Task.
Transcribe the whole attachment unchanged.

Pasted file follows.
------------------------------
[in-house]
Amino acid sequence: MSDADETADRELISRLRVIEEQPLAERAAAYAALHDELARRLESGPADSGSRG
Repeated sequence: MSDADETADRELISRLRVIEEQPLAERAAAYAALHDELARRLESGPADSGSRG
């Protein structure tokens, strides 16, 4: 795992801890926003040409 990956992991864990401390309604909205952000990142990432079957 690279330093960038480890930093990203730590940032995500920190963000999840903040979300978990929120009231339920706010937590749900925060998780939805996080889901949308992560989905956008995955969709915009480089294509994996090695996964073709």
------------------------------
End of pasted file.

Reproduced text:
[in-house]
Amino acid sequence: MSDADETADRELISRLRVIEEQPLAERAAAYAALHDELARRLESGPADSGSRG
Repeated sequence: MSDADETADRELISRLRVIEEQPLAERAAAYAALHDELARRLESGPADSGSRG
């Protein structure tokens, strides 16, 4: 795992801890926003040409 990956992991864990401390309604909205952000990142990432079957 690279330093960038480890930093990203730590940032995500920190963000999840903040979300978990929120009231339920706010937590749900925060998780939805996080889901949308992560989905956008995955969709915009480089294509994996090695996964073709």